• Cat 6A and Class EA Copper Certification
  • Includes Channel Measurement Adapters; Optional rugged Permanent Link Adapters with removable test plug available
  • 10 second Cat 6A test time
  • ProjX™ Management System makes test setup fast and foolproof
  • HDTDX and HDTDR diagnostics pinpoint fault location
  • Integrates with LinkWare™ Live to manage jobs and testers from any smart device.
  • Quickly and easily create professional custom PDF reports with LinkWare™ PC.

Unique Features

  • The DSX-600 enables users to accomplish more than ever before by accelerating every step of the testing process
  • LinkWare Live cloud service lets the Project Manager remotely set up the testers, monitor job progress and even location from any smart device
  • ProjX™ management system eases tasks from initial set-up of a job to system acceptance. It eliminates redundant steps, and ensures that all tests are completed correctly the first time, and every time
  • Taptive™ user interface puts advanced data analysis and easy set-up and operation at the fingertips of technicians of all skill levels
  • LinkWare PC management software provides unmatched analysis of test results and professional test reports


  • TIA – Category 3, 5, 5e, 6, 6A per TIA 568-C.2 or TIA-1005
  • ISO/IEC – Class C and D, E, EA certification per ISO/IEC 11801:2002 and amendments
  • IEEE 802.3 – 10BASE-T, 100BASE-TX, 1000BASE-T, 10GBASE-T


  • Nine second Cat 6/Class E and 10 second Cat 6A/Class EA test time contributes to the fastest way to gain certification
  • Graphically displays the source of failures, the DSX-600 HDTDR and HDTDX algorithms provide quick, easy-to-understand directions to identify the point of failure (distance from the tester).
  • Manage up to 12,000 Cat 6A test results with full graphics
  • Capacitive touchscreen allows quick tester setup with easily selectable cable types, standards and testing parameters

ProjX™ Management System Manages Complex Jobs with Ease

Manage up to 12,000 Cat 6A test results with full graphics

Managing the testing of multiple jobs with multiple teams, testers, and requirements is time consuming and a source of errors. Increasingly larger jobs make project organization more important than ever. The new ProjX management system on the DSX-600 CableAnalyzer provides individual project files for all job specific details to be saved under a simple name, eliminating the need to re-enter job specific details after starting a project. This minimizes set-up errors or lost files when switching from one job to another or utilizing multiple testers on a single job. In addition, it provides test results by cable ID, merges any changes without duplicates and defaults to the last copper or fiber module installed. ProjX management system provides real time status to completion on each job with a 0-100% scale and gives the operator the option to isolate any test requiring a second look and helps to assure nothing is overlooked. The “Fix Later” selection creates a punch list or automatic to do list for correcting any workmanship issues. ProjX enables project managers and crew leaders to be truly efficient.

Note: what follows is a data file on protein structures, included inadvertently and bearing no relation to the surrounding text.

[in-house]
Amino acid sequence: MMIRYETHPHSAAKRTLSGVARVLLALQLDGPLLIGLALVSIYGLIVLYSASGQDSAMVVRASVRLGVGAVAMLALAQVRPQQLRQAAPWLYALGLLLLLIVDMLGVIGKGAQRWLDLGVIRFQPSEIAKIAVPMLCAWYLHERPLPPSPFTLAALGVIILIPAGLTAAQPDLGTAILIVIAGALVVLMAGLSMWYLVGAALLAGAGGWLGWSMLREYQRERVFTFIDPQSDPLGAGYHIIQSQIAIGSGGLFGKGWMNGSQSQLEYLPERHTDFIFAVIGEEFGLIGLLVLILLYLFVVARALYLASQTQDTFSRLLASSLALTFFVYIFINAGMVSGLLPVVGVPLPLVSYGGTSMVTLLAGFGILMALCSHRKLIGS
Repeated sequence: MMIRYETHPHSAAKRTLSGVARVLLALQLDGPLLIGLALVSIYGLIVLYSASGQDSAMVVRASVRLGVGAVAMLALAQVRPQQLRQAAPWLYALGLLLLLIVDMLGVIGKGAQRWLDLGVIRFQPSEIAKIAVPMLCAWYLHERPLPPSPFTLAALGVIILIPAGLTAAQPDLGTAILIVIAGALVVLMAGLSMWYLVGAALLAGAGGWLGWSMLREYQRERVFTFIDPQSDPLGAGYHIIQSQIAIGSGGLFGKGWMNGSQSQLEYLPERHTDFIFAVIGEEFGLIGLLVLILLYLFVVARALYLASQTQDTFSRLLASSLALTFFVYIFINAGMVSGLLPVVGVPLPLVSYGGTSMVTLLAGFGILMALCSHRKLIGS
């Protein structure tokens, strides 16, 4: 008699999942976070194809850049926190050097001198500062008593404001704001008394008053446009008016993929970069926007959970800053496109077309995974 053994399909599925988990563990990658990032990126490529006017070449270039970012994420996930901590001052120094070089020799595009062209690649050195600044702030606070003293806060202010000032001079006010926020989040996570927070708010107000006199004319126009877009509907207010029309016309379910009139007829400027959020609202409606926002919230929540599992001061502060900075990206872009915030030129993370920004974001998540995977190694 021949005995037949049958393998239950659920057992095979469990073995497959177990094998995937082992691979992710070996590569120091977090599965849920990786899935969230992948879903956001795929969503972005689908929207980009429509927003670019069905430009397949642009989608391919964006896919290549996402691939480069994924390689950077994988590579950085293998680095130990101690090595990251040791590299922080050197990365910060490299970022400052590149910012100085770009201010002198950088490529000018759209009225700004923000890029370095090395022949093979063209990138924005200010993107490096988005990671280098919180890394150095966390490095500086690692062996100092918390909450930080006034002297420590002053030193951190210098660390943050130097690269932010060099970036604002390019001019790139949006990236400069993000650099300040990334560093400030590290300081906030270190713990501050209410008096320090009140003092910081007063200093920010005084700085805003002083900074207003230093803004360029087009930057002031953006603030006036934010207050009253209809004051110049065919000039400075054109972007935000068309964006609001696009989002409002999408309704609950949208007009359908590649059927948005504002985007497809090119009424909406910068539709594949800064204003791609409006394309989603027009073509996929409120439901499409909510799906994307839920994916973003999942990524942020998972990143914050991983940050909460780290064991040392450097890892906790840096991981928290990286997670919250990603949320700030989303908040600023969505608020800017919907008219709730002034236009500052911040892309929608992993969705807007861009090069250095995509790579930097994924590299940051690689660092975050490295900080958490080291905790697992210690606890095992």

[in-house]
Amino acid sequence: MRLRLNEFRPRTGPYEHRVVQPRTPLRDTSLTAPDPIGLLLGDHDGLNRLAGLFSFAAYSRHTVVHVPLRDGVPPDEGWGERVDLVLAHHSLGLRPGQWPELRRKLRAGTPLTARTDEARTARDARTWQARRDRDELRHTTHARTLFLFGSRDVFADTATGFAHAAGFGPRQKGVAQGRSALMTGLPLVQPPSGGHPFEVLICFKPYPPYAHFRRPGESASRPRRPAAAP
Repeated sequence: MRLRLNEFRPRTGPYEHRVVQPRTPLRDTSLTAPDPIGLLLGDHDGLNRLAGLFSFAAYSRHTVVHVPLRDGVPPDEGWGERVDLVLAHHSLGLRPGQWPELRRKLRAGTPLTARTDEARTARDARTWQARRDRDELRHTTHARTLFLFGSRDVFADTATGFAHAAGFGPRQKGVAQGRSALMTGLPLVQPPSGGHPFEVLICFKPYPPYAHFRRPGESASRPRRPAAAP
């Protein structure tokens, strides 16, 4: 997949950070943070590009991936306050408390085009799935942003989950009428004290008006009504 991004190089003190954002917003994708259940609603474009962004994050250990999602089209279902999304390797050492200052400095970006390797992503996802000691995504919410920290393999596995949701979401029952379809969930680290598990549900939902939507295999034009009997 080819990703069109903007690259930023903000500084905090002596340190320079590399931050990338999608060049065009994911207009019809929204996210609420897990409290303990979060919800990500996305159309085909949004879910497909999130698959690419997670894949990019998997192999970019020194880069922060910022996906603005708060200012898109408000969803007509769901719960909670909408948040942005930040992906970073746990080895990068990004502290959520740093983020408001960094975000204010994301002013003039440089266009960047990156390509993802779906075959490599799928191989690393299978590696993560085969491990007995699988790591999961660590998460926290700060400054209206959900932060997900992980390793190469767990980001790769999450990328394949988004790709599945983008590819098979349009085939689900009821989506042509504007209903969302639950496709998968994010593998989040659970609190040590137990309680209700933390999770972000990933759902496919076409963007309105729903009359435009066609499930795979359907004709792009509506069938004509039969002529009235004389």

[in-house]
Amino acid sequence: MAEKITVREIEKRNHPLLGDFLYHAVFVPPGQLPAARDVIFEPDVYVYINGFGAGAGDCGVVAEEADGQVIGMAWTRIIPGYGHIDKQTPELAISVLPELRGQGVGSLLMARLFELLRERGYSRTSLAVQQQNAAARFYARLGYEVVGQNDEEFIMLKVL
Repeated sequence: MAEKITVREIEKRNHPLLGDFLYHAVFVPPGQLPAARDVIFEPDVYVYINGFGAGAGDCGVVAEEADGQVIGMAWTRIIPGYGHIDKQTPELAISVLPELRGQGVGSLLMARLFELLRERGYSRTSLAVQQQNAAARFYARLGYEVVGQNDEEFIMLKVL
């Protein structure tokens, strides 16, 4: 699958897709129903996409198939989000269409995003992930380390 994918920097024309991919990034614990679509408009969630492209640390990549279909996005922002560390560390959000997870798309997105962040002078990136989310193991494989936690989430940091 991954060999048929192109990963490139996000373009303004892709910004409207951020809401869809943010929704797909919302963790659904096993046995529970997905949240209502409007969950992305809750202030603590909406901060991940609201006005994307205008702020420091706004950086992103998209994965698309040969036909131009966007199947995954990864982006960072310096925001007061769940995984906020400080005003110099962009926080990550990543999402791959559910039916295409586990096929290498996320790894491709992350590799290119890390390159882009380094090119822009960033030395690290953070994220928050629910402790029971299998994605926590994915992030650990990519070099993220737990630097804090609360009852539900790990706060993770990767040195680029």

Performs with Unsurpassed Speed

Ten second Cat 6A test time and the fastest way to submit your certification results

No tester offers so much speed for so many tests. Complete copper certification to Cat 6A in 10 seconds . Quickly get a Pass or Fail result and easily review individual test parameters by value or drill into specific area on a graph.

LinkWare™ PC Cable Test Management Software

Leveraging the popular and multi-featured LinkWare PC management software application, DSX-600 users can easily access the ProjX management system data, generate reports, and upgrade the software in their testers. Project Managers have full capabilities to manage workflow and consolidate test results. Users can provide the finishing touch by adding their company logo to the report and offer it unaltered to their customers for system acceptance purposes. Keep your business tools simple, no matter which Fluke Networks copper or fiber tester you are using, LinkWare PC is the software package that reports it all.

Now with LinkWare PC stats, the new automated statistical report option, you can move above and beyond the page-per-link report and see your entire cabling infrastructure. It analyzes and transforms LinkWare PC test results data into charts and diagrams that reveal your cabling plant performance; this report summarizes your entire cabling infrastructure in a compact, graphical format that makes it easy to verify margins and to spot anomalies.

LinkWare™ Live Test Results Management Service

LinkWare Live is a cloud-based service that lets you manage certification jobs anytime, anywhere, with anyone on any device.  With LinkWare Live, you can:

  • Keep track of every test on every job. Get an overview of every project from any smart device. Drill down to each individual test. Instantly receive notification of incorrect test setting or cable IDs.
  • Get it right the first time. Define cable IDs and test settings from your PC or tablet.
  • Keep your testers up to date. Standards can change without notice, and an out-of-date test report can mean hours of re-testing. LinkWare Live automatically ensures your testers are running the latest.
  • Stop wasting time and gas driving testers back to the office. Upload your test results straight from the job site to LinkWare Live over Wi-Fi. Then download them automatically to the right job for fast report generation with LinkWare PC.
  • Avoid Project Delays. Track the last used location and monitor the status of all testers to ensure they are always calibrated and running the latest firmware*

How to change the listening port for Remote Desktop

To change the port that Remote Desktop listens on, follow these steps.